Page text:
As researchers and as EU citizens, we consider that solving mental and neurological conditions is a humanitarian emergency and an absolute public policy priority. We are therefore very perplexed and seriously concerned to read that brain health is not among the mission areas described in the draft strategic plan for Horizon Europe. In fact the word “brain” itself appears only twice in this document of 109 pages. The draft does mention that the Human Brain Project will continue to be supported under Horizon Europe Yet this Future and Emerging Technologies Flagship is largely focused on brain activity data. While certainly valuable, crucial molecular, cellular and clinical insights into brain development, function and demise are completely beyond the scope of this initiative. If Europe has any real ambition on moving brain disease understanding and treatment further, it is unacceptable that the funding of this single initiative would be used as an excuse not to support biomedical and clinical research in this area of unprecedented medical need.
Brain research in the EU is severely under-funded compared to other comparable areas such as cancer . In China, brain research is one of the six priority areas forming the Plan for the National Economy and Social Development, and the Chinese Institute for Brain Research launched last year is designed to host over 1,200 scientists and technicians in 100,000 m2 research space. In the US, research support through the BRAIN Initiative reached over $400 million in 2018, while the yearly budget of the National Institute of Neurological Disorders and Stroke now surpasses $2,000 million. It is obvious that the EU will simply lose its competitive edge if it ignores that final frontier of knowledge.
Breakthrough innovation for brain health is urgently needed. We are collectively calling for an urgent deepening and broadening of research efforts towards brain health in the EU. Horizon Europe needs to promote a greater involvement of patients, caregivers and society in brain research, and to ensure that cutting edge technologies and novel scientific insights are developed and implemented faster, as indicated by this quote from Dr. Margaret Chan: “…I can think of no other condition where innovation, especially breakthrough innovation, is so badly needed…[Dementia] is not just a public health priority. It is a public policy priority… When the private sector… does not want to invest in R&D [research and development] we need to look at why… And when [the] market fails, we require strong leadership… You are stepping in to take the slack and making sure people affected by such devastating disease can have the hope that they need…” (Dr. Margaret Chan, Director General, WHO (2007-2017) at the Dementia summit, London 2013).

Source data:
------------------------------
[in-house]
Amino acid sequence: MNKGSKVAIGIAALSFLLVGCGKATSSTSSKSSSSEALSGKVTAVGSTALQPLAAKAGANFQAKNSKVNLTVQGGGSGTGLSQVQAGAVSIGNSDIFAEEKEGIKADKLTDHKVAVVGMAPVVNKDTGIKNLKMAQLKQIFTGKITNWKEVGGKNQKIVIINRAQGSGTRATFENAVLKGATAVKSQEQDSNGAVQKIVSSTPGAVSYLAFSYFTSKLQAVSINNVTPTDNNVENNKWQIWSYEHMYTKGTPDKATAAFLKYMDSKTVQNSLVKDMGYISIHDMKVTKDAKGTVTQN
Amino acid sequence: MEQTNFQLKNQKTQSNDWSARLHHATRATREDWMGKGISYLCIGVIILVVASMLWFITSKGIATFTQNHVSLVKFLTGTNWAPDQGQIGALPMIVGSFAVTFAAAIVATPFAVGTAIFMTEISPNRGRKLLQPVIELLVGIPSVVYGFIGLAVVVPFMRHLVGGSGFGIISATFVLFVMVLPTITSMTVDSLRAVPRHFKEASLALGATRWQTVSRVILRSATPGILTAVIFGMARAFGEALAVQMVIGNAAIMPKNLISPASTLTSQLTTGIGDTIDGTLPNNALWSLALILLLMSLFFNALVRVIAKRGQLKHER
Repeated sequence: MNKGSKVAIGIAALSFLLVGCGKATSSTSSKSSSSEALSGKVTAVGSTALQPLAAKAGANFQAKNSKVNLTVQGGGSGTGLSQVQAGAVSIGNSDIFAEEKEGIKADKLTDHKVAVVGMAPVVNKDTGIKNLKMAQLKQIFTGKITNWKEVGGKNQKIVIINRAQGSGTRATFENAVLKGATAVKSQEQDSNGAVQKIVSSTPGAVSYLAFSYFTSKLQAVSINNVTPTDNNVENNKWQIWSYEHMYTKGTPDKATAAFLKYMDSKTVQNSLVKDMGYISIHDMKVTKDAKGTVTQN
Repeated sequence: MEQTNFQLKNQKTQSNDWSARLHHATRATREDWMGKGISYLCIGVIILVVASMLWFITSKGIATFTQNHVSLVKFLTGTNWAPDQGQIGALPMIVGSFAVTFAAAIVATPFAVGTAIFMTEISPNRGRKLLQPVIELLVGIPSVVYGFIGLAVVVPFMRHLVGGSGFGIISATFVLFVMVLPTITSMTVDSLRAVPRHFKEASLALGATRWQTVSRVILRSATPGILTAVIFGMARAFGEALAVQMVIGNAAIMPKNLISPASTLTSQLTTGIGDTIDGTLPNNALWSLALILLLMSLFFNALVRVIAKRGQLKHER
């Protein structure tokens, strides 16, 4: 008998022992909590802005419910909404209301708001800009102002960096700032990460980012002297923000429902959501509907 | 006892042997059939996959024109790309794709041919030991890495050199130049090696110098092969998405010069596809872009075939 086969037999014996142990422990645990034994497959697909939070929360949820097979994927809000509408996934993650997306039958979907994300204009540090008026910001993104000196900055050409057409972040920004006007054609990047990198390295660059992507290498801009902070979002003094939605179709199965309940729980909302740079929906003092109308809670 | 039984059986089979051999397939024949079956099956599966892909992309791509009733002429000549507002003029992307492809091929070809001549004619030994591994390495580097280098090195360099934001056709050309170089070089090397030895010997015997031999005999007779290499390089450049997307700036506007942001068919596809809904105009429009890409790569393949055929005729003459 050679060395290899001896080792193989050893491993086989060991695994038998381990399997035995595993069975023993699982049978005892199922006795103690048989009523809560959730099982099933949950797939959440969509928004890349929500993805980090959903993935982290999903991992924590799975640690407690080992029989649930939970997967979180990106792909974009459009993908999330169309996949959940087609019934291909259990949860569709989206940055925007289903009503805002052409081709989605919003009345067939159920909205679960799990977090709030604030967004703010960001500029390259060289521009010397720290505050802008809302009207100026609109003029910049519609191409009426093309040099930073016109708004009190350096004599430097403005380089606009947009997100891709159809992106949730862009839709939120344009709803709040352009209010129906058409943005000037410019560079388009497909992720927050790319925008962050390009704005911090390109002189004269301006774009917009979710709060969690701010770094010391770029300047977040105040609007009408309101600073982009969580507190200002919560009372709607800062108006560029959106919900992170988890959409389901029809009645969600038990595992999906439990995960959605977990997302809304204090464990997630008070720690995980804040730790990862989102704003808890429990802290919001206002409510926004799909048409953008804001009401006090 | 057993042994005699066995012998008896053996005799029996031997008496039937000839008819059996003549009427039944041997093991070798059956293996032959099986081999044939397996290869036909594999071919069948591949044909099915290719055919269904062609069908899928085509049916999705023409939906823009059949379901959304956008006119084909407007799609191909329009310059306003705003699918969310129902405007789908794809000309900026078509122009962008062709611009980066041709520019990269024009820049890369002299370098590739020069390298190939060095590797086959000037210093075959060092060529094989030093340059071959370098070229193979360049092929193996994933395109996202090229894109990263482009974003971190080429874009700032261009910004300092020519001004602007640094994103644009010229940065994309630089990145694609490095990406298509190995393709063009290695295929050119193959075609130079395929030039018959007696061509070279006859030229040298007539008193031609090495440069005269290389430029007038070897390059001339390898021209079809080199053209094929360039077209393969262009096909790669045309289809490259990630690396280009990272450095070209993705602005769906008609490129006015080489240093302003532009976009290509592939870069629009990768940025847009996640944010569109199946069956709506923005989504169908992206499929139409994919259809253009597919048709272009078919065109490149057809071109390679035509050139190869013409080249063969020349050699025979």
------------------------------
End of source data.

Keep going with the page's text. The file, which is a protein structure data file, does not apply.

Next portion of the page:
We hope that our message is taken seriously. The brain is the last major frontier in biology and is probably one of the most fascinating territories still to be explored. Brain diseases affect many and represents probably the greatest medical unmet need in our societies. Europe has the duty to take its responsibility.
Have your say on future objectives for EU-funded research and innovation: ec.europa.eu/info/news/have-your-say-future-objectives-eu-funded-research-and-innovation-2019-jun-28_en
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on 01 Jul 2019